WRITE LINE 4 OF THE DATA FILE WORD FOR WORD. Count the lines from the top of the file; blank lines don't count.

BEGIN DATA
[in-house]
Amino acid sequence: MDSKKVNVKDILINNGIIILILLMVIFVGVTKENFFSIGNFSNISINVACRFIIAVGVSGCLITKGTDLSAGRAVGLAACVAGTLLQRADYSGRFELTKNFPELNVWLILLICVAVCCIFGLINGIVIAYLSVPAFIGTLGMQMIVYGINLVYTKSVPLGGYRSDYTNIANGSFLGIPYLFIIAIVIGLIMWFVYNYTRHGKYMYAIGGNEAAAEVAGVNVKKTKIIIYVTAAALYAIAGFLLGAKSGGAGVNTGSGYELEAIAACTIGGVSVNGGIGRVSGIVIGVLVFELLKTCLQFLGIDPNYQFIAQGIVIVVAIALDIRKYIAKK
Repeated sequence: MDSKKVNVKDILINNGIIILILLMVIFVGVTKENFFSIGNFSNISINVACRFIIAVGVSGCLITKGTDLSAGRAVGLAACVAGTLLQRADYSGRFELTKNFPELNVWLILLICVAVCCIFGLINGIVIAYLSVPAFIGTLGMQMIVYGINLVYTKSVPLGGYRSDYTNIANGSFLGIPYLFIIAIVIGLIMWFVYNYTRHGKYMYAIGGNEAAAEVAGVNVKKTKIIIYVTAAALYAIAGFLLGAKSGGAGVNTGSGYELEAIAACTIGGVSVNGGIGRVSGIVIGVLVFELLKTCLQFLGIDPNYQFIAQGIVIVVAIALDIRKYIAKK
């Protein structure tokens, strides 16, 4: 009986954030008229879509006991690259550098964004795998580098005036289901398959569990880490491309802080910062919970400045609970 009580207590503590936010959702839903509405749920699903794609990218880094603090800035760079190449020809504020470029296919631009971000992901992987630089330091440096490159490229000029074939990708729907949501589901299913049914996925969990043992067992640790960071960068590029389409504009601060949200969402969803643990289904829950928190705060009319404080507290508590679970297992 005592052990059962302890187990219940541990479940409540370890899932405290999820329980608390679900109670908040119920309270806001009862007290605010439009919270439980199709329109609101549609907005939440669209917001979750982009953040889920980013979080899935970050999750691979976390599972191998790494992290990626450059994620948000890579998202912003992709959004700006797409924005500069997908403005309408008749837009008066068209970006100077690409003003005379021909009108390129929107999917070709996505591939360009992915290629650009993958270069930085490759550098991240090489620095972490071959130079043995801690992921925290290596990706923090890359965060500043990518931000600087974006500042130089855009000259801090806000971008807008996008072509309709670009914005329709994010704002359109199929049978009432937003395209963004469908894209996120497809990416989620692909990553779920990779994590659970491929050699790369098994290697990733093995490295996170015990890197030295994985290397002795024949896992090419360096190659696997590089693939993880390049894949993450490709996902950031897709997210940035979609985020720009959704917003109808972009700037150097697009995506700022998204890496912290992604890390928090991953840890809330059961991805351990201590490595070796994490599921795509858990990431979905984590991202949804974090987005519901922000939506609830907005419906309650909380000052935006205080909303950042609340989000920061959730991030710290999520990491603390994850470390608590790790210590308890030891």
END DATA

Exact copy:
């Protein structure tokens, strides 16, 4: 009986954030008229879509006991690259550098964004795998580098005036289901398959569990880490491309802080910062919970400045609970 009580207590503590936010959702839903509405749920699903794609990218880094603090800035760079190449020809504020470029296919631009971000992901992987630089330091440096490159490229000029074939990708729907949501589901299913049914996925969990043992067992640790960071960068590029389409504009601060949200969402969803643990289904829950928190705060009319404080507290508590679970297992 005592052990059962302890187990219940541990479940409540370890899932405290999820329980608390679900109670908040119920309270806001009862007290605010439009919270439980199709329109609101549609907005939440669209917001979750982009953040889920980013979080899935970050999750691979976390599972191998790494992290990626450059994620948000890579998202912003992709959004700006797409924005500069997908403005309408008749837009008066068209970006100077690409003003005379021909009108390129929107999917070709996505591939360009992915290629650009993958270069930085490759550098991240090489620095972490071959130079043995801690992921925290290596990706923090890359965060500043990518931000600087974006500042130089855009000259801090806000971008807008996008072509309709670009914005329709994010704002359109199929049978009432937003395209963004469908894209996120497809990416989620692909990553779920990779994590659970491929050699790369098994290697990733093995490295996170015990890197030295994985290397002795024949896992090419360096190659696997590089693939993880390049894949993450490709996902950031897709997210940035979609985020720009959704917003109808972009700037150097697009995506700022998204890496912290992604890390928090991953840890809330059961991805351990201590490595070796994490599921795509858990990431979905984590991202949804974090987005519901922000939506609830907005419906309650909380000052935006205080909303950042609340989000920061959730991030710290999520990491603390994850470390608590790790210590308890030891």